Since my last post, our girl gave a 2 hr. deposition with the Tylskis’ attorneys and blew their socks off. One of the attorneys was there for nothing but intimidation purposes. I was worried unneccesarily. We had met as a family the week prior to the depo and she was instructed to tell the truth, if she didn’t’s o.k. to say so and if she didn’t understand the questions..say so. I took it a step further and reminded her that these people were not her friends and although we would not allow them to hurt her, they were not going to be nice. She found a strength that almost became defiant. Answering questions with clarity and unwavering truthfulness. I had never heard the horrible things that were done to her and it was very difficult for me and her new mom to stand outside and listen. These people are bigger monsters than I ever imagined. After it was over, she skipped to the car like the weight of the world had been lifted from her small shoulders.

    Shortly after the 1st of the year, a person who was living in the Tylski home and was scheduled to testify on their behalf was depositioned by the prosecution. At last someone else had the courage to tell the truth and corroborated much of our girls testimony with amazing detail. There has been a flurry of activity and the Tylskis came very close to a plea. However, they wanted to dictate the terms which were unacceptable to everyone, especially their victim. The trial has now been delayed to the end of May and we will all be surprised if it happens then. With any luck someone else who knows the truth will come forward. I do find it humorous that the Tylskis have delayed the prosecution for almost 2 years now and things are more solidly against them now than ever before. Our girl is more adamant than ever that regardless of the outcome, she wants her opportunity to face them in court. And to think, she is only 8 years old!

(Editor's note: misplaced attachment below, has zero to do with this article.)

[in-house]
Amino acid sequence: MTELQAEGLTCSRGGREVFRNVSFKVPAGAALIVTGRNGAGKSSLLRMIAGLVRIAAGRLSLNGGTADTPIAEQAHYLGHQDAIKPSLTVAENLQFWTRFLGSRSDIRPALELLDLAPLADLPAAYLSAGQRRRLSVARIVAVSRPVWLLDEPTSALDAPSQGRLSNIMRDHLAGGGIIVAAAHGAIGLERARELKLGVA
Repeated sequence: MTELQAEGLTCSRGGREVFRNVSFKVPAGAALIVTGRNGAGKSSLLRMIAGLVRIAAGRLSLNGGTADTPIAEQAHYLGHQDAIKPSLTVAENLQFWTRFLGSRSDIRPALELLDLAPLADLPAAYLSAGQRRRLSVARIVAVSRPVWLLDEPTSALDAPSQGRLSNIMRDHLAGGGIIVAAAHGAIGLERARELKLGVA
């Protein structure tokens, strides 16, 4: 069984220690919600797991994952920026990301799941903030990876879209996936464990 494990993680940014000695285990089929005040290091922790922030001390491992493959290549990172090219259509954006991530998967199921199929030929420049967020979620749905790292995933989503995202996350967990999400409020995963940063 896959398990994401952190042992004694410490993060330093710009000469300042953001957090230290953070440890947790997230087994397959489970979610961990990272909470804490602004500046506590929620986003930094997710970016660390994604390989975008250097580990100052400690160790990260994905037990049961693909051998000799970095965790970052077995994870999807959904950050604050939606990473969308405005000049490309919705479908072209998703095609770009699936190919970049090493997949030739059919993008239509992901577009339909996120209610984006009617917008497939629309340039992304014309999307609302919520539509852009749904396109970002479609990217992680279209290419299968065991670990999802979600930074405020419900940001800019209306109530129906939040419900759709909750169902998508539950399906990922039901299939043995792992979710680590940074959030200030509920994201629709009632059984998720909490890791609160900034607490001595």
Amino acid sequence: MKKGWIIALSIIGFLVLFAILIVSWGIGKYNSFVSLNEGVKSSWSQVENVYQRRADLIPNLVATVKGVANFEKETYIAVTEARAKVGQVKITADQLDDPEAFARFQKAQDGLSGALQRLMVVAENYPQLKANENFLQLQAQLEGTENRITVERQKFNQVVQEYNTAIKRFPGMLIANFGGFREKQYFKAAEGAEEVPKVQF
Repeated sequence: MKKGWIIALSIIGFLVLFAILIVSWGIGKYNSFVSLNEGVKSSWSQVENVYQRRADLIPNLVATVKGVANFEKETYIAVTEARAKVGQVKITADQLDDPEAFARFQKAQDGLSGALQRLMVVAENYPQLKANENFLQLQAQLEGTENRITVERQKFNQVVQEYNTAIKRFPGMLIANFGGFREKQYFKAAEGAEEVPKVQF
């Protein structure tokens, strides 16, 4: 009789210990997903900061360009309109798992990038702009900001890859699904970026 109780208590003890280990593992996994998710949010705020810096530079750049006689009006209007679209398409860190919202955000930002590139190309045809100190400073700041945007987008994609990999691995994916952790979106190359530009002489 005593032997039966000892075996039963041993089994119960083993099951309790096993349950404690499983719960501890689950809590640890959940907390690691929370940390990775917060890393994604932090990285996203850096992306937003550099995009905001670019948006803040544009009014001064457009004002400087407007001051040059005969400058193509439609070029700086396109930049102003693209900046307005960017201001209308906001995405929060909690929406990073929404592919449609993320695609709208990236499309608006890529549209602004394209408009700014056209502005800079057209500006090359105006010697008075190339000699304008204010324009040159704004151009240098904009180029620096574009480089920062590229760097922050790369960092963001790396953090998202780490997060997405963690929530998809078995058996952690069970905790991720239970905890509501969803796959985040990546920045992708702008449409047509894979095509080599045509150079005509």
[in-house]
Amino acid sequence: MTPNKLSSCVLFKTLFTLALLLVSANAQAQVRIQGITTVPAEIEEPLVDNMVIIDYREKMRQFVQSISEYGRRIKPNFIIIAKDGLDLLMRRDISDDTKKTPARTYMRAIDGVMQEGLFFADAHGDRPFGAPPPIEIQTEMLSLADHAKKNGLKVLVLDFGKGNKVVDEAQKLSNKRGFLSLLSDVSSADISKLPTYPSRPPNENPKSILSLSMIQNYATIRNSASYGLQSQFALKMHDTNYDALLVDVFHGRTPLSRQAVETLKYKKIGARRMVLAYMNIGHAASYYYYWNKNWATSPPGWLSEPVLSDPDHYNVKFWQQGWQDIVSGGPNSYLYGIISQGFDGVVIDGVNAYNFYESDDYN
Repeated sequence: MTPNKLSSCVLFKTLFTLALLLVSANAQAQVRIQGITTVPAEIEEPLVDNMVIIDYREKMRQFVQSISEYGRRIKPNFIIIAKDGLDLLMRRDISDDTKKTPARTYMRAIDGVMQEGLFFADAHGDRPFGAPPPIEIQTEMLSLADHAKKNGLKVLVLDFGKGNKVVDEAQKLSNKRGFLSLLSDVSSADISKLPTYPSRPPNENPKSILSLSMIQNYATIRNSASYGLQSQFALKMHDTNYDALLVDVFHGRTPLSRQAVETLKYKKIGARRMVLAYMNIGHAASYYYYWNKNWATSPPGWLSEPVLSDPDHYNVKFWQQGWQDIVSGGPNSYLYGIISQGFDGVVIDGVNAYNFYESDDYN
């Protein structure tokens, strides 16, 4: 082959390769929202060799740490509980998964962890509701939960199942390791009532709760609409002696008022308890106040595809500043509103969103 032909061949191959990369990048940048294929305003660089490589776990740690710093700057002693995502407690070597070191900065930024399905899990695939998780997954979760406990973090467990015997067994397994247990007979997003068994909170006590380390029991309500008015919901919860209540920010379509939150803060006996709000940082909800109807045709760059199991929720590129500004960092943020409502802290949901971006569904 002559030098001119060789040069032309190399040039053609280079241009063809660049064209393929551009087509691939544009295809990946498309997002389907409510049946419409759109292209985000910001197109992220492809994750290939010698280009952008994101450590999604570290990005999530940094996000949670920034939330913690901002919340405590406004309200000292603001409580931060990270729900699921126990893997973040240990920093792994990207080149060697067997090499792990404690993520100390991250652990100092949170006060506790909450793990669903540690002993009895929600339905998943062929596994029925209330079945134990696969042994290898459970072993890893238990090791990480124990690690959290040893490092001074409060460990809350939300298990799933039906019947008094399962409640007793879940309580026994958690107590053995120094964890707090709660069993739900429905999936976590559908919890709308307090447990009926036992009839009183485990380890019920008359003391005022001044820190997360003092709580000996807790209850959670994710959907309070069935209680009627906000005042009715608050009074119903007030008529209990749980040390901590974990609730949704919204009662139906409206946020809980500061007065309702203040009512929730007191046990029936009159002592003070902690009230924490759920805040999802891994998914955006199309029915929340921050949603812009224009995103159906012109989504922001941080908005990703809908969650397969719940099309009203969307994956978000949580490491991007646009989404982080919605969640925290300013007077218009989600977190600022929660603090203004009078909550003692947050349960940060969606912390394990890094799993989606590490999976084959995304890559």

8. February 11, 2008 at 9:35 pm

    Lucy, I am glad she is handling it all so well. Such a strong capable girl will grow to be a strong capable woman. I am glad she has such a loving family to help her along the way. Trial delays happen a lot. And while the wait may be frustrating at times, it also means that she has more time to grow, to build her strength and to be loved before she has to get onto the witness stand.